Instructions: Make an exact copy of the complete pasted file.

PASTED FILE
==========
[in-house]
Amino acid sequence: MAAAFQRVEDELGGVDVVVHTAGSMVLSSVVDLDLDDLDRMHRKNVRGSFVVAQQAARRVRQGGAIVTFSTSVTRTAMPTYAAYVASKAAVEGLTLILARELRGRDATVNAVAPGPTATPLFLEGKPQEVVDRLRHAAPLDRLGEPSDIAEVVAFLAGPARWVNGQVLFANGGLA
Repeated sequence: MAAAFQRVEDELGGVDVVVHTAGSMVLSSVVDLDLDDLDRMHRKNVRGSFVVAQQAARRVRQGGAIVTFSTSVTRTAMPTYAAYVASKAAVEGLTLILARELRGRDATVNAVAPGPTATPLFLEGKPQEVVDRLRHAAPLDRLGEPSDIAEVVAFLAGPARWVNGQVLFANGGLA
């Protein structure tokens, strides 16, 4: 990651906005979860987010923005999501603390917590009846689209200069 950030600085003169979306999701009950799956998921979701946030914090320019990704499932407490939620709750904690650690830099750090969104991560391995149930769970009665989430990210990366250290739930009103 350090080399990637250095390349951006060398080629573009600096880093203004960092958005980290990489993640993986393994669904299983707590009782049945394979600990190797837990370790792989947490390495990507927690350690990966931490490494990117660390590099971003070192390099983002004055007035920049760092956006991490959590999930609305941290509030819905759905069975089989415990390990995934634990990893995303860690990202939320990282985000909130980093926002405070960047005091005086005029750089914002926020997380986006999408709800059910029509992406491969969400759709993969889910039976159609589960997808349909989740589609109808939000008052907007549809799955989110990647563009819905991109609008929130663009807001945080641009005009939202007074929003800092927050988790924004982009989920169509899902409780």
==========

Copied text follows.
[in-house]
Amino acid sequence: MAAAFQRVEDELGGVDVVVHTAGSMVLSSVVDLDLDDLDRMHRKNVRGSFVVAQQAARRVRQGGAIVTFSTSVTRTAMPTYAAYVASKAAVEGLTLILARELRGRDATVNAVAPGPTATPLFLEGKPQEVVDRLRHAAPLDRLGEPSDIAEVVAFLAGPARWVNGQVLFANGGLA
Repeated sequence: MAAAFQRVEDELGGVDVVVHTAGSMVLSSVVDLDLDDLDRMHRKNVRGSFVVAQQAARRVRQGGAIVTFSTSVTRTAMPTYAAYVASKAAVEGLTLILARELRGRDATVNAVAPGPTATPLFLEGKPQEVVDRLRHAAPLDRLGEPSDIAEVVAFLAGPARWVNGQVLFANGGLA
């Protein structure tokens, strides 16, 4: 990651906005979860987010923005999501603390917590009846689209200069 950030600085003169979306999701009950799956998921979701946030914090320019990704499932407490939620709750904690650690830099750090969104991560391995149930769970009665989430990210990366250290739930009103 350090080399990637250095390349951006060398080629573009600096880093203004960092958005980290990489993640993986393994669904299983707590009782049945394979600990190797837990370790792989947490390495990507927690350690990966931490490494990117660390590099971003070192390099983002004055007035920049760092956006991490959590999930609305941290509030819905759905069975089989415990390990995934634990990893995303860690990202939320990282985000909130980093926002405070960047005091005086005029750089914002926020997380986006999408709800059910029509992406491969969400759709993969889910039976159609589960997808349909989740589609109808939000008052907007549809799955989110990647563009819905991109609008929130663009807001945080641009005009939202007074929003800092927050988790924004982009989920169509899902409780």